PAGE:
April 02, 2006


I was hoping to get a chance to meet Lynn Lempel at Stamford, but I don't think she (or he?) was there. I enjoy her (his?) Monday puzzles far more than most early-week puzzles. This one's no exception, combining an ON THE BEACH theme with six entries (most of which are cool entries on their own), SEETHE (which I always want to put in when the answer's SEE RED; SEETHE is such a fun word to say), the sporty END ZONES and FACED OFF, RUBEN Studdard from "American Idol," and SCUMBAG. I didn't really raise an eyebrow at that last word until I saw Harris RUBEN's "hmm" comment on the NYT forum, leading me to his blog, leading me to figure out that the word connotes "condom" to the generation before me. I did a little Googling and found the Random House Word of the Day write-up of "scumbag." According to that link, when Rep. Dan Burton called Pres. Clinton a scumbag, the New York Times opted not to print the word in an article about the foofaraw. Has the NYT become less delicate about such words since 1998, or did the Monday puzzle stray from house style? Is it a matter of Will Shortz, Style Renegade, or The Times: Keeping up with the times? (Lynn Lempel, if you're out there: Please keep constructing early-week puzzles, which you do so well!)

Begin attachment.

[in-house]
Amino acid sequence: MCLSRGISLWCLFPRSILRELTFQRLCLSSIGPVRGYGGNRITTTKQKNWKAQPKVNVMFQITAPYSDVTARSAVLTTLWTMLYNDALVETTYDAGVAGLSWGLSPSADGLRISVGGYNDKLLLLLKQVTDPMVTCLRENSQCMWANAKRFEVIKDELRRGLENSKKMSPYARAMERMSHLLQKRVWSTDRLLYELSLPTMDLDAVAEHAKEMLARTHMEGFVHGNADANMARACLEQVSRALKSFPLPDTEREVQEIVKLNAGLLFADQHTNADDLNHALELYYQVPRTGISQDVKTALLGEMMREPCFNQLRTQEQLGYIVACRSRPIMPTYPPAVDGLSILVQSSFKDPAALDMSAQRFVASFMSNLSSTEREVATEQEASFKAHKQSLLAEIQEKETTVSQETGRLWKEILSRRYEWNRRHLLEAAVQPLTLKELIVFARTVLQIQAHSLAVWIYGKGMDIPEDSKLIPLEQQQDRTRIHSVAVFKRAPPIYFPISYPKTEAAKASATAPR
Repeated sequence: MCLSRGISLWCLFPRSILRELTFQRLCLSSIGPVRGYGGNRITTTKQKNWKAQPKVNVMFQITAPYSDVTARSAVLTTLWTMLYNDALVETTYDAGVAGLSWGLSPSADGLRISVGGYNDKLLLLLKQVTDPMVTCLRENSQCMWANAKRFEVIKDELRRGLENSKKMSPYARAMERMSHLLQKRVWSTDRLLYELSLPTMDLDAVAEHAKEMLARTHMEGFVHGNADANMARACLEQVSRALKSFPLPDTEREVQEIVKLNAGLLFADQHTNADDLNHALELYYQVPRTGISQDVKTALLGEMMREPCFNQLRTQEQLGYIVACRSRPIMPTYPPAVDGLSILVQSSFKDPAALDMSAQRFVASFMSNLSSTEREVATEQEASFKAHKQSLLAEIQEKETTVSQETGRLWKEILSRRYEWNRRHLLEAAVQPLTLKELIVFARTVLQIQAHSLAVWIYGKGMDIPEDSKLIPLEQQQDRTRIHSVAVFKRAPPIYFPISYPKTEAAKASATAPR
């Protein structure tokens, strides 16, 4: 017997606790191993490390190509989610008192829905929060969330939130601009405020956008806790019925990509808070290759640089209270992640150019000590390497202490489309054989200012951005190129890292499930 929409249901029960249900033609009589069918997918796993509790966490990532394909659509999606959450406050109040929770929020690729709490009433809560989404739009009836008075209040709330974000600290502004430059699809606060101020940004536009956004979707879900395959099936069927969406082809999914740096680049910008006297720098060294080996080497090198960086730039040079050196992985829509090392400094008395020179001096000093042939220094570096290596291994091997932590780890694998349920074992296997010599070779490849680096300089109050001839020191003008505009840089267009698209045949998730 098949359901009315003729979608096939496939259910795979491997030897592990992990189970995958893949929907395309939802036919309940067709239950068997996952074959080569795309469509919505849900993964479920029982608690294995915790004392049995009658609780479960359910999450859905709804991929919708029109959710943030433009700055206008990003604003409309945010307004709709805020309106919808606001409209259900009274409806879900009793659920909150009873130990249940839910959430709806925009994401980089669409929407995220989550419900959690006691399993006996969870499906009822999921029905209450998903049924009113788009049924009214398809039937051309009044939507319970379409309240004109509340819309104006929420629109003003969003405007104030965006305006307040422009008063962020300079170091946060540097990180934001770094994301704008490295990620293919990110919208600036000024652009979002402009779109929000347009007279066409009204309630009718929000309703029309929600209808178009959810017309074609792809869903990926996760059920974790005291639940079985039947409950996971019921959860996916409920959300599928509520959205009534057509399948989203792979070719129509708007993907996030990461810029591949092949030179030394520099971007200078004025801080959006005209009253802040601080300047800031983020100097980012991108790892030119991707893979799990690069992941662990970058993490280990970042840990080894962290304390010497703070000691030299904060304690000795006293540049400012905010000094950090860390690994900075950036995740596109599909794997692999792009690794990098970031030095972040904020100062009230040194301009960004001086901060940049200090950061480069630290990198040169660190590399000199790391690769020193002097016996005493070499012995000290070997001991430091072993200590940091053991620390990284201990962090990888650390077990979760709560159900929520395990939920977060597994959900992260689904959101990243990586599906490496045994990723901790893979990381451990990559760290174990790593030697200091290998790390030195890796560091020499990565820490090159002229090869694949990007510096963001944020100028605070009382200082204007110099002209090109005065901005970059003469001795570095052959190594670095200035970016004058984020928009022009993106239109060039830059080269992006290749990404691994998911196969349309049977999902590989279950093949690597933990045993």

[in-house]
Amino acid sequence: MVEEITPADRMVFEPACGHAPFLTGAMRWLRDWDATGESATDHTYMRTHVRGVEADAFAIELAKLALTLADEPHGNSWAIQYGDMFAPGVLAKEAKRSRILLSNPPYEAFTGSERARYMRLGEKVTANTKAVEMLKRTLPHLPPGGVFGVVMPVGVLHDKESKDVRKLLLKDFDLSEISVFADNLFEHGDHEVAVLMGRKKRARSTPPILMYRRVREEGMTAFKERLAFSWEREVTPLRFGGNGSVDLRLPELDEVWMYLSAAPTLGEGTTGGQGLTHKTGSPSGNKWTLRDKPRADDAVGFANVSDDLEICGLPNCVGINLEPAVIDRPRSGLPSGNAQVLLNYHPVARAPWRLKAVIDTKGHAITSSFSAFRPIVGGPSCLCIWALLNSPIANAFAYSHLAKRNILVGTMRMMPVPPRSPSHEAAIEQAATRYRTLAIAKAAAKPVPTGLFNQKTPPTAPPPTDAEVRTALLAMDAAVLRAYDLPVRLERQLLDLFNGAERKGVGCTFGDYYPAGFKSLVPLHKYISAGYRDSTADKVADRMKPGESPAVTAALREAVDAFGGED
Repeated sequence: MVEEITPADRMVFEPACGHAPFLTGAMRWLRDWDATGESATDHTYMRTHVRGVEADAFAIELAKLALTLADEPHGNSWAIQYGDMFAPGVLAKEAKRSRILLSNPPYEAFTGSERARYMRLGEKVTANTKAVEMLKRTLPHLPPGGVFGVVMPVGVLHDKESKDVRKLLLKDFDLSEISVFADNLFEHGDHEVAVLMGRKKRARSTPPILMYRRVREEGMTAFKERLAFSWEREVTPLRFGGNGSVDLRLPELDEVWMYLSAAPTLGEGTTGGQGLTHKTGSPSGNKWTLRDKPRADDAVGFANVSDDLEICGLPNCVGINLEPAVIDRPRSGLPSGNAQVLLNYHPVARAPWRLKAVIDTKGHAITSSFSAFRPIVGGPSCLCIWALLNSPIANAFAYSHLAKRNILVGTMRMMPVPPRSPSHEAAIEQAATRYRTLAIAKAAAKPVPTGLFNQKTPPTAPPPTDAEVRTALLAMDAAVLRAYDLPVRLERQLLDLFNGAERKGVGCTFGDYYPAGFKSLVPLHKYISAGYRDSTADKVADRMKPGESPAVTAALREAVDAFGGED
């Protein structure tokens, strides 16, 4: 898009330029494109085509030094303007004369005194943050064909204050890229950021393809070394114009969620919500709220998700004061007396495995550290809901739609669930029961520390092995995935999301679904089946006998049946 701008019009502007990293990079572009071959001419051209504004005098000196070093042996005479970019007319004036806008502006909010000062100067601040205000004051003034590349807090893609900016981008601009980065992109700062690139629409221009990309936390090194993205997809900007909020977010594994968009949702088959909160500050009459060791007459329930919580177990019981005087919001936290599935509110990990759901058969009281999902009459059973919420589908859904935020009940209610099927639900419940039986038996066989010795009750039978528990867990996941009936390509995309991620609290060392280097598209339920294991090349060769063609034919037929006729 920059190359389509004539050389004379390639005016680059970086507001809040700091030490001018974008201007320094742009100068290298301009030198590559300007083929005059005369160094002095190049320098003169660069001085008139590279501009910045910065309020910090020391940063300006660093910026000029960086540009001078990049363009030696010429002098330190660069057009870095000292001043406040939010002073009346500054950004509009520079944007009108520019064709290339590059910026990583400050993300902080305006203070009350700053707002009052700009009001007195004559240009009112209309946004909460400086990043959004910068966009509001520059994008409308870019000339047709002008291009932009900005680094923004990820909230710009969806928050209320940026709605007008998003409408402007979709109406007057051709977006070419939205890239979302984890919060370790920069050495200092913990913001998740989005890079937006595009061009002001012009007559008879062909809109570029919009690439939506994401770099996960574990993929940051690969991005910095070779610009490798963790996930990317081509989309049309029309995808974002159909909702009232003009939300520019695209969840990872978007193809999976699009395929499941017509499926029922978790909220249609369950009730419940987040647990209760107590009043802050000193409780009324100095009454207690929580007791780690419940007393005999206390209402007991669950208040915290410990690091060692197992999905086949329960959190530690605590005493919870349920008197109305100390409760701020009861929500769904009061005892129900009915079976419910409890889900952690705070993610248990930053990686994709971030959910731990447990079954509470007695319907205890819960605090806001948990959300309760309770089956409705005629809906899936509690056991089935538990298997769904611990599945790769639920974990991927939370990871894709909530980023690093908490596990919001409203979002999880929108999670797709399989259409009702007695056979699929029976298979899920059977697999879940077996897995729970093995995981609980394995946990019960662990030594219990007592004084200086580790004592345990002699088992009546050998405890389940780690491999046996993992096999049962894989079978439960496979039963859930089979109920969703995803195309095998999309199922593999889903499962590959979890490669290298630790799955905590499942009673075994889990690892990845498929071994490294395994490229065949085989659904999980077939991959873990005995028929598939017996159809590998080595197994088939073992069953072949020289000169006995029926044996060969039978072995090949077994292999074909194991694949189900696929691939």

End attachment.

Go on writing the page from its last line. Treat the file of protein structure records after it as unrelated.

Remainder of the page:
I enjoyed Kelsey Blakley's Sun puzzle, "This 'n' That." Six theme entries, one of which actually follows the form of "This, That 'n' The Other Thing" (ED EDD N EDDY, a Cartoon Network show my kid watches; every episode name works "Ed" into something, like "Over Your Ed," "Ed-n-Seek," "In Like Ed"—many of the references are hard to explain to a kindergartner. Actually, a lot of cartoon episode names draw heavily on wordplay...). And there's REDRUM from "The Shining," and BRAD has a "Rocky Horror Picture Show" clue.

Hey! Over in the Puzzle Brothers blog, Ellen left a link to a great article about Merl Reagle. Check it out.

CS 4:22
NYS 3:27
LAT 3:18
NYT 3:11 (I've forgotten how to type today)
Newsday 2:09